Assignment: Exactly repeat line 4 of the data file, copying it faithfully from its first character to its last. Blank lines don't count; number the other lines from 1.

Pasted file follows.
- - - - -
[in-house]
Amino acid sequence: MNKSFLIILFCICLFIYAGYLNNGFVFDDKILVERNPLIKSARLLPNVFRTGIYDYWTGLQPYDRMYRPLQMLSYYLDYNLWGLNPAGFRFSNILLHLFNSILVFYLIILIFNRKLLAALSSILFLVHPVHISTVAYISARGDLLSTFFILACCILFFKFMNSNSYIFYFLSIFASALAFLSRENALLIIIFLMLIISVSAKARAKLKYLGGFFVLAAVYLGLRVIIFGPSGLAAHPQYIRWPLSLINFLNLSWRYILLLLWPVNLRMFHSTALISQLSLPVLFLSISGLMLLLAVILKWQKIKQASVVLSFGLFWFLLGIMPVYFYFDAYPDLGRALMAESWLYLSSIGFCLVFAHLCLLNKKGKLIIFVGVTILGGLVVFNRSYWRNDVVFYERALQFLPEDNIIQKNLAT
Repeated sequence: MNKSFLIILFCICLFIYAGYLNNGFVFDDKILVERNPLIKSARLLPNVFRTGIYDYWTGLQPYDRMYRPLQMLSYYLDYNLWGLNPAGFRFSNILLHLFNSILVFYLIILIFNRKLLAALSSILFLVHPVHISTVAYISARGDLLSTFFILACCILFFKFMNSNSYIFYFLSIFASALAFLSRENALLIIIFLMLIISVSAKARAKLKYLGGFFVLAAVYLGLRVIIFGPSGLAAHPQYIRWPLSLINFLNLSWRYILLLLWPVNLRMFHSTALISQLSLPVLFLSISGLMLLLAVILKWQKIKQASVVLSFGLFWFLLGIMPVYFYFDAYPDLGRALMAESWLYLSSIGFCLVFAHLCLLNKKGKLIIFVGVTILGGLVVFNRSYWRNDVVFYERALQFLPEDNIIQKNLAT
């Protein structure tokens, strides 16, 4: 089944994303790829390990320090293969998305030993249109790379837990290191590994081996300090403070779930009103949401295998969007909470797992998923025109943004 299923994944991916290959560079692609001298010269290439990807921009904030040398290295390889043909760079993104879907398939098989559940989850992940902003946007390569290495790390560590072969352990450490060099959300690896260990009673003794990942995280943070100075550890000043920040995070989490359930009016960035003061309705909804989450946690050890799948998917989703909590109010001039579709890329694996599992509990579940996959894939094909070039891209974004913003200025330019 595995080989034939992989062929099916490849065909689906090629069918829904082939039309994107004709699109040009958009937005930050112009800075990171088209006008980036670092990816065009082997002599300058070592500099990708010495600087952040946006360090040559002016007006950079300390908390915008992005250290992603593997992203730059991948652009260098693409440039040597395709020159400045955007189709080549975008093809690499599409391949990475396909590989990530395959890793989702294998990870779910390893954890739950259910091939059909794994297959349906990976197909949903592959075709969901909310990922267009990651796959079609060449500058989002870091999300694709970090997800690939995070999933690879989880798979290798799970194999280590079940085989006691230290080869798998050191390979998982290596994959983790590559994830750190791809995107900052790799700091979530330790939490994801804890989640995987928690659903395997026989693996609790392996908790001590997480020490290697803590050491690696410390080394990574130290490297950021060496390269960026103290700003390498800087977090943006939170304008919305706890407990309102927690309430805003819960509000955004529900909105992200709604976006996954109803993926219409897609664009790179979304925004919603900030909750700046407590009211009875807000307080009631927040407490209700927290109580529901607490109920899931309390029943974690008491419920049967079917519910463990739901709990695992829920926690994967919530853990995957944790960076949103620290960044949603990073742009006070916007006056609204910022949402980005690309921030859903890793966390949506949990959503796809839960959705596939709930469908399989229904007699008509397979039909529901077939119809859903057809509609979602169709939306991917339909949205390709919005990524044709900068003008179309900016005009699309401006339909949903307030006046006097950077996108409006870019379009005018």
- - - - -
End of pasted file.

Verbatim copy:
């Protein structure tokens, strides 16, 4: 089944994303790829390990320090293969998305030993249109790379837990290191590994081996300090403070779930009103949401295998969007909470797992998923025109943004 299923994944991916290959560079692609001298010269290439990807921009904030040398290295390889043909760079993104879907398939098989559940989850992940902003946007390569290495790390560590072969352990450490060099959300690896260990009673003794990942995280943070100075550890000043920040995070989490359930009016960035003061309705909804989450946690050890799948998917989703909590109010001039579709890329694996599992509990579940996959894939094909070039891209974004913003200025330019 595995080989034939992989062929099916490849065909689906090629069918829904082939039309994107004709699109040009958009937005930050112009800075990171088209006008980036670092990816065009082997002599300058070592500099990708010495600087952040946006360090040559002016007006950079300390908390915008992005250290992603593997992203730059991948652009260098693409440039040597395709020159400045955007189709080549975008093809690499599409391949990475396909590989990530395959890793989702294998990870779910390893954890739950259910091939059909794994297959349906990976197909949903592959075709969901909310990922267009990651796959079609060449500058989002870091999300694709970090997800690939995070999933690879989880798979290798799970194999280590079940085989006691230290080869798998050191390979998982290596994959983790590559994830750190791809995107900052790799700091979530330790939490994801804890989640995987928690659903395997026989693996609790392996908790001590997480020490290697803590050491690696410390080394990574130290490297950021060496390269960026103290700003390498800087977090943006939170304008919305706890407990309102927690309430805003819960509000955004529900909105992200709604976006996954109803993926219409897609664009790179979304925004919603900030909750700046407590009211009875807000307080009631927040407490209700927290109580529901607490109920899931309390029943974690008491419920049967079917519910463990739901709990695992829920926690994967919530853990995957944790960076949103620290960044949603990073742009006070916007006056609204910022949402980005690309921030859903890793966390949506949990959503796809839960959705596939709930469908399989229904007699008509397979039909529901077939119809859903057809509609979602169709939306991917339909949205390709919005990524044709900068003008179309900016005009699309401006339909949903307030006046006097950077996108409006870019379009005018």